NASA SBIR 2010 Solicitation

FORM B - PROPOSAL SUMMARY


PROPOSAL NUMBER: 10-1 A3.01-8521
SUBTOPIC TITLE: Concepts and Technology Development (CTD)
PROPOSAL TITLE: Airspace Simulation through Indoor Operation of Subscale Flight Vehicles

SMALL BUSINESS CONCERN (Firm Name, Mail Address, City/State/Zip, Phone)
Neerim Corporation
2551 Casey Ave #B
Mountain View, CA 94043 - 1135
(650) 269-9328

PRINCIPAL INVESTIGATOR/PROJECT MANAGER (Name, E-mail, Mail Address, City/State/Zip, Phone)
Peter Gage
pgage@neerimcorp.com
2551 Casey Ave #B
Mountain View, CA 94043 - 1135
(650) 269-9328

Estimated Technology Readiness Level (TRL) at beginning and end of contract:
Begin: 2
End: 4

TECHNICAL ABSTRACT (Limit 2000 characters, approximately 200 words)
An indoor environment for simulating airspace operations will be designed. Highly maneuverable subscale vehicles can be used to simulate the dynamics of full-scale vehicles by applying software limiters on their rates. Multiple vehicles can operate autonomously or can be coordinated through centralized control. The effects of weather on system throughput can be assessed by monitoring movements in the controlled environment, Faults related to communication, detection and vehicle performance can be inserted into the system, to assess the robustness of proposed airspace concepts.

We are particularly interested in the impact of UAVs in the NAS. Automated separation assurance schemes are essential for UAV integration. The indoor environment is ideally suited to prove out both airborne and ground-based approaches to separation assurance. Beyond this particular motivation for developing this test facility, evaluation of novel algorithms for trajectory design and innovative communication concepts can be assessed safely and cost-effectively in this environment.

The key innovation is the environment in which vehicles and airspace technologies can be assessed. We are not proposing innovation in the technologies themselves. Furthermore, we think that the key elements of the environment are already available, but they have not been assembled into a system that supports airspace simulation. The innovation is primarily system integration, with some customization of the various elements so that interaction between elements is representative of full-scale airspace operations.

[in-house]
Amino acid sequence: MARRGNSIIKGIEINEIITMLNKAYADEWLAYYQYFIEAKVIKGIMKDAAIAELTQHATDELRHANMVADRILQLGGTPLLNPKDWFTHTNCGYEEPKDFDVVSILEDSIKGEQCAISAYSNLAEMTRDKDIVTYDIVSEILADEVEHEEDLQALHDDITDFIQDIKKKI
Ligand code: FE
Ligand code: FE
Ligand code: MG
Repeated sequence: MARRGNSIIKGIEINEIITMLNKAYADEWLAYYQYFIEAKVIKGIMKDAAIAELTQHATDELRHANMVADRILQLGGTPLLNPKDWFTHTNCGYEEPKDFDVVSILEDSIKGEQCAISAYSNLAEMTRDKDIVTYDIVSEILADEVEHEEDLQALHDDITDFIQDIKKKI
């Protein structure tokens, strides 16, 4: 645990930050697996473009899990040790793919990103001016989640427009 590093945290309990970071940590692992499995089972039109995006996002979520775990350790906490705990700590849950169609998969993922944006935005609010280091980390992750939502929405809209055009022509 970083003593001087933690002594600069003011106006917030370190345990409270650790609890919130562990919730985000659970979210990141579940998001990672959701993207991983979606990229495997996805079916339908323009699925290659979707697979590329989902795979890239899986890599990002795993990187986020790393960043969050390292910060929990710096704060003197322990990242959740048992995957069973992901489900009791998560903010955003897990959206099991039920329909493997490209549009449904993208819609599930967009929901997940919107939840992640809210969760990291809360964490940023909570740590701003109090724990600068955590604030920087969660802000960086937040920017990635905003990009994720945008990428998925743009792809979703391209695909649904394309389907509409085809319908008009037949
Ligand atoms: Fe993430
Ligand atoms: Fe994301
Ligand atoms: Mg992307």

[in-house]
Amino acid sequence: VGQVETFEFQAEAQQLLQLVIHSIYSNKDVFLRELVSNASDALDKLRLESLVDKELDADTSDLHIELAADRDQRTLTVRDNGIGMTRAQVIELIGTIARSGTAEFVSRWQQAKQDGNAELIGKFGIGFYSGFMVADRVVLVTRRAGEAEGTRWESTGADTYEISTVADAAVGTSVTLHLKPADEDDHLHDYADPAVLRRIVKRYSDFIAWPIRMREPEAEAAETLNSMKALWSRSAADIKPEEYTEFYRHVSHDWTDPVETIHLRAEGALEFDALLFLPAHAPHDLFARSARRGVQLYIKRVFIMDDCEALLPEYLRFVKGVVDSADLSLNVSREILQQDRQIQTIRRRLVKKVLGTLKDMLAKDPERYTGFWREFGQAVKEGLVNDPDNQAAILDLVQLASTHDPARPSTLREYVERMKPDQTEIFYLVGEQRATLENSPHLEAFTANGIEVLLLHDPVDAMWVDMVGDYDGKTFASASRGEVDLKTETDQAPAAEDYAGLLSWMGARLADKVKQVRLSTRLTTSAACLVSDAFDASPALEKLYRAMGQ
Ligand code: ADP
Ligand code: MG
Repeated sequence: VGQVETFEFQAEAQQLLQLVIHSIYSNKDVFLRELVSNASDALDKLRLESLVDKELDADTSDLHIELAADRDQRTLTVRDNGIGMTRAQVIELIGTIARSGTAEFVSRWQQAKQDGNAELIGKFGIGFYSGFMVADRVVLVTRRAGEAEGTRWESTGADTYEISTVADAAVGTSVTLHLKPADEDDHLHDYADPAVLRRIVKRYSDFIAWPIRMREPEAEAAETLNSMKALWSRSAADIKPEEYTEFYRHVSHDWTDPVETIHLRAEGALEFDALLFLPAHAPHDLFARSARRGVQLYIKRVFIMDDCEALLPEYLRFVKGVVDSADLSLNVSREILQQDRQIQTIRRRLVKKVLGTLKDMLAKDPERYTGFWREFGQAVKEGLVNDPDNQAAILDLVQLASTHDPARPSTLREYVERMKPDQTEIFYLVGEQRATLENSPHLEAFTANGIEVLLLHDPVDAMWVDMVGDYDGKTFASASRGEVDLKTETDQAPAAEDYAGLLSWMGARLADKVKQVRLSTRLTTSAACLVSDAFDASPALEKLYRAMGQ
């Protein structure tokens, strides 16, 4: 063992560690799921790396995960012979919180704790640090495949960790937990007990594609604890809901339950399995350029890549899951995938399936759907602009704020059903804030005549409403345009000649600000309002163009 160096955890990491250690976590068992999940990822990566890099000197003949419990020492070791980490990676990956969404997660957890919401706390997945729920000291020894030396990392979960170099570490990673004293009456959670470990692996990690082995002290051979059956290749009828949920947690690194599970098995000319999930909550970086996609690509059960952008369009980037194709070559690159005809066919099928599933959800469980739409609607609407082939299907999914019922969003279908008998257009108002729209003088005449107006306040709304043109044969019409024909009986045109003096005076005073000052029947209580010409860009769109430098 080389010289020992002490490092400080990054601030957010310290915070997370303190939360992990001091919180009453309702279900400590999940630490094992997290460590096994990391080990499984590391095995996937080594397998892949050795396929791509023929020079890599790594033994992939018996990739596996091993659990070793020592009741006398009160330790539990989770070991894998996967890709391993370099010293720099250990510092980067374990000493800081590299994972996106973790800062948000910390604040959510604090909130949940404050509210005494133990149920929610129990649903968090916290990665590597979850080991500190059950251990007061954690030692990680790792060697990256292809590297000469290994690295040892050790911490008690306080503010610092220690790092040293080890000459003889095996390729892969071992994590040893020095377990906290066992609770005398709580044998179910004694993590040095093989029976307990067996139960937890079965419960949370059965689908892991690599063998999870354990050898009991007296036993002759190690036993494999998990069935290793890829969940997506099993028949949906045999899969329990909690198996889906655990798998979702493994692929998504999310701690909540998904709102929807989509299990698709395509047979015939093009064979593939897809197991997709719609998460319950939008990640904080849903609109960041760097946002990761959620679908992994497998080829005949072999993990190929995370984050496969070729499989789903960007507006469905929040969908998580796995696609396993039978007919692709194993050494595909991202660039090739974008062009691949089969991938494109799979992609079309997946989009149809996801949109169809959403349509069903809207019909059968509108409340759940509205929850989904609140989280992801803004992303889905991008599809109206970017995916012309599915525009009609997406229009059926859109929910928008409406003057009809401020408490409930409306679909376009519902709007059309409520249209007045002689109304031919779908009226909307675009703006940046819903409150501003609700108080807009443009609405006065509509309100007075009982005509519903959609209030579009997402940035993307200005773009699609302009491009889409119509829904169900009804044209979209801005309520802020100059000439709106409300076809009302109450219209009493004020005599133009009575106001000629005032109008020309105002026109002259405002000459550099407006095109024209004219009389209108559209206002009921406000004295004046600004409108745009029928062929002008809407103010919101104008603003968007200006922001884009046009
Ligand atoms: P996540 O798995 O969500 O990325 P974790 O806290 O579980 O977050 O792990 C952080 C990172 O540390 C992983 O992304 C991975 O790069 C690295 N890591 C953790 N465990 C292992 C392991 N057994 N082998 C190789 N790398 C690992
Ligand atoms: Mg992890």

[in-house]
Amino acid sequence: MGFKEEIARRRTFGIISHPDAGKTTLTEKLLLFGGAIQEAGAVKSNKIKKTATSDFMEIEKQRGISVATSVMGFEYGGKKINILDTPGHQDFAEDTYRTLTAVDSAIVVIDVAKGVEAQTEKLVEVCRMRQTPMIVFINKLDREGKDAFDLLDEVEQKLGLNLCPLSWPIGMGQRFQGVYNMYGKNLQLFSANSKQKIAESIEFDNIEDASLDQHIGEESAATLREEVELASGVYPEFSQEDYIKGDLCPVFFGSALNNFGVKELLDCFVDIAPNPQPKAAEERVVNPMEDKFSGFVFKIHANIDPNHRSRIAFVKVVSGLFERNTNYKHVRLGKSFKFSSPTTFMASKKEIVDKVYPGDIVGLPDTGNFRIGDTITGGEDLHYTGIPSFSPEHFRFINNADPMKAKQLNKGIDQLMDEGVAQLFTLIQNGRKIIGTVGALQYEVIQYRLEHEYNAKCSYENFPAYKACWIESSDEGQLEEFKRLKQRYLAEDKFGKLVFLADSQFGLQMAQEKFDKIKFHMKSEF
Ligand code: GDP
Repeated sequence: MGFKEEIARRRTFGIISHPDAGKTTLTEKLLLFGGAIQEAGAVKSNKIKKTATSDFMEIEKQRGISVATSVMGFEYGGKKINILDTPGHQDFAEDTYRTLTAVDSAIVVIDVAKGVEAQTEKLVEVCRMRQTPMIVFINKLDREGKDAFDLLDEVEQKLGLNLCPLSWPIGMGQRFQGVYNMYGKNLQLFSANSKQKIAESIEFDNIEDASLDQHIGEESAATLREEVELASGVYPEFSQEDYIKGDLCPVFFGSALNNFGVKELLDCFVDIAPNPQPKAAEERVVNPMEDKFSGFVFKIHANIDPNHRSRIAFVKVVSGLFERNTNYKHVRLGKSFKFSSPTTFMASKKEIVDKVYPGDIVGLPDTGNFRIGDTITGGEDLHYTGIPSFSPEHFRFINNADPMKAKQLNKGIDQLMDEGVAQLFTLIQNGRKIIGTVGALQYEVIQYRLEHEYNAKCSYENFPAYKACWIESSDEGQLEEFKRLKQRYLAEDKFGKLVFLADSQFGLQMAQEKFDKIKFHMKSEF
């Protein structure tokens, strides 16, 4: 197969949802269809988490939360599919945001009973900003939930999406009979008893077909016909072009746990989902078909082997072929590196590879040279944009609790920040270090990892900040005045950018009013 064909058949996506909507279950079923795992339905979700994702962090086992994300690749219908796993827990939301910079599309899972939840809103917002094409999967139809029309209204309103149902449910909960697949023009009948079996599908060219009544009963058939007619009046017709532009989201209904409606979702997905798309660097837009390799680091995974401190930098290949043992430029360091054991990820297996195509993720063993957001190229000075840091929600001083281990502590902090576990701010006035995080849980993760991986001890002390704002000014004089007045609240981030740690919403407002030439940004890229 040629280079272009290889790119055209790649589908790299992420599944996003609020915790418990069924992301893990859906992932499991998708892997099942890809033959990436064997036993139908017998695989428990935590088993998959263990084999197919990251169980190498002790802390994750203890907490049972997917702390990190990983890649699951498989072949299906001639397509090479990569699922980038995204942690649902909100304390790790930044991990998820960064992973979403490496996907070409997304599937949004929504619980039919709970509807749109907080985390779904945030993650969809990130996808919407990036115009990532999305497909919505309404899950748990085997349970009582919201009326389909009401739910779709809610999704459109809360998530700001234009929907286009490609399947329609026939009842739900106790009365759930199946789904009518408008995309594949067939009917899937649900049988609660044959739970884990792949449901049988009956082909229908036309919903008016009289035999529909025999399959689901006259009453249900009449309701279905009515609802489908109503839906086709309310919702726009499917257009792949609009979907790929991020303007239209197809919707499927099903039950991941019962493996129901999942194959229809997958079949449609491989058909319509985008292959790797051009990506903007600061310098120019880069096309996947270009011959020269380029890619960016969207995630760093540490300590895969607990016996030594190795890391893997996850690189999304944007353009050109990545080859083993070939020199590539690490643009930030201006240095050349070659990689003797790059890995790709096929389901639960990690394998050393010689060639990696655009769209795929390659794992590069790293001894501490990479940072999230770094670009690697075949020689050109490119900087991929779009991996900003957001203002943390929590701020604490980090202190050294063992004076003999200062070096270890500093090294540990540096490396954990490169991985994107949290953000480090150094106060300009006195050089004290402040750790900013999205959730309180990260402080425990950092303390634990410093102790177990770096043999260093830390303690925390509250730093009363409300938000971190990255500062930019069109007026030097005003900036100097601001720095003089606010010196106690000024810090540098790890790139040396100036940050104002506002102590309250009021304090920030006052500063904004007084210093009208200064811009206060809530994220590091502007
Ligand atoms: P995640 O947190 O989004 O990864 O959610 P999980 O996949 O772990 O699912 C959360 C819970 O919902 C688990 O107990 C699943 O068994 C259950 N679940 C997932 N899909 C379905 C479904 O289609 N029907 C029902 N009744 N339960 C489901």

POTENTIAL NASA COMMERCIAL APPLICATIONS (Limit 1500 characters, approximately 150 words)
A natural commercialization outcome would be to design and install an airspace simulation environment at a NASA center. All of the essential system features can be demonstrated in Phase II in a space about the size of a school gymnasium. Such an environment could then be scaled up for a larger space, to enable simulation of a larger segment of airspace with more vehicles in simultaneous operation. Hangars at Langley or Dryden might be re-purposed for the airspace environment, but Hangar One, at Ames Research Center, would be an ideal venue. It is a very large structure with huge interior volume that is planned for refurbishment but does not have an identified use. It is located at a center that already has responsibility for airspace modeling, so it would readily support cross-pollination between software simulations and subscale flight demonstrations of airspace effectiveness. The environment would be a national resource for developers of new vehicles that must be integrated into airspace, and for researchers pursuing algorithms and protocols for improved airspace effectiveness.

POTENTIAL NON-NASA COMMERCIAL APPLICATIONS (Limit 1500 characters, approximately 150 words)
The anticipated commercial market is STEM education, centered on Aerial Robotics camps for high school students. A simulation environment at the scale of a school gymnasium is planned for Phase II development. Beyond Phase II, the system would be further developed to support transportation and rapid deployment in any gymnasium with a floor area and height for at least two basketball courts. Any such gymnasium (at most high schools and many middle schools and community centers around the country) then becomes a potential venue for a camp. A single environment can support 50 vehicles that would be designed and operated by 100-150 campers. Assuming 10 weeks of availability between May and September (allowing for transportation and set-up between different camp locations), more than a thousand students would gain direct exposure to the most pressing aeronautics problem of our time, and would experience the thrill of measuring baseline system performance and designing and implementing improvements to it.

TECHNOLOGY TAXONOMY MAPPING (NASA's technology taxonomy has been developed by the SBIR-STTR program to disseminate awareness of proposed and awarded R/R&D in the agency. It is a listing of over 100 technologies, sorted into broad categories, of interest to NASA.)
Air Transportation & Safety
Algorithms/Control Software & Systems (see also Autonomous Systems)
Data Fusion
Models & Simulations (see also Testing & Evaluation)
Robotics (see also Control & Monitoring; Sensors)
Simulation & Modeling


Form Generated on 09-03-10 12:12